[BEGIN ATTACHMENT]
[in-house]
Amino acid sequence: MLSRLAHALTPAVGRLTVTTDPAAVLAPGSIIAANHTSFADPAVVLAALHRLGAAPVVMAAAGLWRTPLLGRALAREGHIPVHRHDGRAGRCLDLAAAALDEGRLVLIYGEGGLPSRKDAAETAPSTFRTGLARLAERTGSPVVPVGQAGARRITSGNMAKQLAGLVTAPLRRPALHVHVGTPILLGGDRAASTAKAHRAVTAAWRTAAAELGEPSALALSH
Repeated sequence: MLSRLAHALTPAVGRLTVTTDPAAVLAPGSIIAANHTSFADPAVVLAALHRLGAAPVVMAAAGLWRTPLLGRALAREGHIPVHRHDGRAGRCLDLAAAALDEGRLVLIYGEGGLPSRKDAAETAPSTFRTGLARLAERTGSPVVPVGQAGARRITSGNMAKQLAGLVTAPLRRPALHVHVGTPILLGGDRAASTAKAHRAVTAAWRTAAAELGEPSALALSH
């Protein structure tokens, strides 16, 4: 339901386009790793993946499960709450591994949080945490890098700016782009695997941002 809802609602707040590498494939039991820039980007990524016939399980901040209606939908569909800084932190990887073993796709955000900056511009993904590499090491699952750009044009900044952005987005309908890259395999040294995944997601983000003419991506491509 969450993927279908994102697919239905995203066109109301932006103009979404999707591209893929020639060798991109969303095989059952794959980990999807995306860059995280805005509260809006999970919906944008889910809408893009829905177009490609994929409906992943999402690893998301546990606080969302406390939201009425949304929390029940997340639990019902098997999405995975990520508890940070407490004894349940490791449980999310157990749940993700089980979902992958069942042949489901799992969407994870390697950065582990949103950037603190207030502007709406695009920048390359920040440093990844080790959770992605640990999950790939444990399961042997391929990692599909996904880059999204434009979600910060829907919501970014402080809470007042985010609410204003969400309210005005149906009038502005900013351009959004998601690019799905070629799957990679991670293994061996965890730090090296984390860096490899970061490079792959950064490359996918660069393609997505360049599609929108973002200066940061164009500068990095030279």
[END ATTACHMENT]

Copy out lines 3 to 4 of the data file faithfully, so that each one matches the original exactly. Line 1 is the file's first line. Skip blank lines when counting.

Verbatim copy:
Repeated sequence: MLSRLAHALTPAVGRLTVTTDPAAVLAPGSIIAANHTSFADPAVVLAALHRLGAAPVVMAAAGLWRTPLLGRALAREGHIPVHRHDGRAGRCLDLAAAALDEGRLVLIYGEGGLPSRKDAAETAPSTFRTGLARLAERTGSPVVPVGQAGARRITSGNMAKQLAGLVTAPLRRPALHVHVGTPILLGGDRAASTAKAHRAVTAAWRTAAAELGEPSALALSH
């Protein structure tokens, strides 16, 4: 339901386009790793993946499960709450591994949080945490890098700016782009695997941002 809802609602707040590498494939039991820039980007990524016939399980901040209606939908569909800084932190990887073993796709955000900056511009993904590499090491699952750009044009900044952005987005309908890259395999040294995944997601983000003419991506491509 969450993927279908994102697919239905995203066109109301932006103009979404999707591209893929020639060798991109969303095989059952794959980990999807995306860059995280805005509260809006999970919906944008889910809408893009829905177009490609994929409906992943999402690893998301546990606080969302406390939201009425949304929390029940997340639990019902098997999405995975990520508890940070407490004894349940490791449980999310157990749940993700089980979902992958069942042949489901799992969407994870390697950065582990949103950037603190207030502007709406695009920048390359920040440093990844080790959770992605640990999950790939444990399961042997391929990692599909996904880059999204434009979600910060829907919501970014402080809470007042985010609410204003969400309210005005149906009038502005900013351009959004998601690019799905070629799957990679991670293994061996965890730090090296984390860096490899970061490079792959950064490359996918660069393609997505360049599609929108973002200066940061164009500068990095030279």